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Durable goods orders for September rose $4.3 billion, or 1.9% to $237.1 billion. This represents the fifth consecutive month of increase and shows that manufacturing is continuing its rebound from pandemic related supply-chain interruptions. While September’s increase was better than August’s 0.4%, it falls well short of the increases of 11.7% in July and 7.7% in June. Transportation remains strong as the 1.9% figure is almost halved to 0.8% when transportation is excluded. The other main categories showed modest increases at best, indicating the economy is still in a fragile state.
The Commerce Department reported that a sharp increase in exports, combined with a fall in imports has resulted in a much smaller than expected trade deficit of $79.4 billion in September. At $122 billion, exports increased by 2.7% per month, while imports of $201.4 billion decreased by 0.2%. Food exports at $12.8 billion (a 13.6% monthly increase) were key to September’s improvement and reflective of the China trade agreement. On the import side, vehicles had the largest increase of 11.3%, an increase of 2.0% since February. In addition, imports of capital goods increased by 1.4% to 6.7% over February, showing strong domestic business investment, despite the challenges associated with the pandemic.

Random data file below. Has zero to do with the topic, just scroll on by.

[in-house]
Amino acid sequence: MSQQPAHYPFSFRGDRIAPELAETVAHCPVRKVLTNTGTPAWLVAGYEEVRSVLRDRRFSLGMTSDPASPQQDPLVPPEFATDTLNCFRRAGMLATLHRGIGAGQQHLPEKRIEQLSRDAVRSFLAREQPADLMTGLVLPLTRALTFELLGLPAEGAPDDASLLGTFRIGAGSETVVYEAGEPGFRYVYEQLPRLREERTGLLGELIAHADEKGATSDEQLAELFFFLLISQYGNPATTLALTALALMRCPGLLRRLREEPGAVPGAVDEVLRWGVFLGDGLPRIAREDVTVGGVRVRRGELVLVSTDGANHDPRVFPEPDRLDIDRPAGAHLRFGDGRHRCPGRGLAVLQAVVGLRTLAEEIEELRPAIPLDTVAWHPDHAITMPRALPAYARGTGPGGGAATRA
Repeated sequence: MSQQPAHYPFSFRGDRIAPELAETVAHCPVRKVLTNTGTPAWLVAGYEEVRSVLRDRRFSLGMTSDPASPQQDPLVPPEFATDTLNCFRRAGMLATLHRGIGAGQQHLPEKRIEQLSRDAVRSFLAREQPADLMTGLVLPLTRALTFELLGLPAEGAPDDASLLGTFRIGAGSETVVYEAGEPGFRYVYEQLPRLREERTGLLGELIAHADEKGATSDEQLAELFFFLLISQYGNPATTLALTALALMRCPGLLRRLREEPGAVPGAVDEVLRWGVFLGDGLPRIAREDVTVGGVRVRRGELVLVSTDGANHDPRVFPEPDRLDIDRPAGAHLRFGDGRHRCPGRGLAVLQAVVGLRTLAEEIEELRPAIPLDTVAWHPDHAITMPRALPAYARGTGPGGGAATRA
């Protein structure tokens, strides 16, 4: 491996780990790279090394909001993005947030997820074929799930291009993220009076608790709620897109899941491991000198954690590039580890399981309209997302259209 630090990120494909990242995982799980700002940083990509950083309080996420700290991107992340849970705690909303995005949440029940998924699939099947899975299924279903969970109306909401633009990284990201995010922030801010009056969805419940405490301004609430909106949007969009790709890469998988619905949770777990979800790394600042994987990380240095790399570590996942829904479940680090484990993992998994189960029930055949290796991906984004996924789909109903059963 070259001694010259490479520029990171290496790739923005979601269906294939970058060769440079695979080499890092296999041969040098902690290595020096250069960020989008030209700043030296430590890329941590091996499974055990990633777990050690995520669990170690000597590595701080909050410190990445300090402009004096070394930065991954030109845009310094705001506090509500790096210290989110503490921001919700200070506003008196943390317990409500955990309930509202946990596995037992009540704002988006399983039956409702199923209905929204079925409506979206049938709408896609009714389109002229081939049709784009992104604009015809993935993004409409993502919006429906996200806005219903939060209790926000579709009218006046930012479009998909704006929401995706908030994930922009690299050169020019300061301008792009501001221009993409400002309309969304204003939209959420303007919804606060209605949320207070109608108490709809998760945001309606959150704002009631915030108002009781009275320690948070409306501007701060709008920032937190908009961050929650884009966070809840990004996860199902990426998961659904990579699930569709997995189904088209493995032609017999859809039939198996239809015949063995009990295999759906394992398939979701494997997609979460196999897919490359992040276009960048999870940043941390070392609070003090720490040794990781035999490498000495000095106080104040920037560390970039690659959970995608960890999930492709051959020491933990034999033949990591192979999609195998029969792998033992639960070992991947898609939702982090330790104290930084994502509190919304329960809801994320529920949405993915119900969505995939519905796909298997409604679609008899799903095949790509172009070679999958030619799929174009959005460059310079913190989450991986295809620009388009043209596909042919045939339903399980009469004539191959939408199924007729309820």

The Bureau of Economic Analysis reported the US economy grew 33.1% per year in the third quarter of 2020, beating forecasts of 31%. This represents the biggest expansion ever, rebounding from a 31.4% drop in the second quarter. Personal spending was the main driver, led by services (increases in health care as well as food services and accommodations) and goods (led by motor vehicles and parts as well as clothing and footwear). Increases in private inventory investment, exports, nonresidential fixed investment, and residential fixed also contributed to growth. The GDP is still 3.5% below pre-pandemic levels.
Tuesday November 3 – Factory Orders
Wednesday November 4 – Trade Deficit
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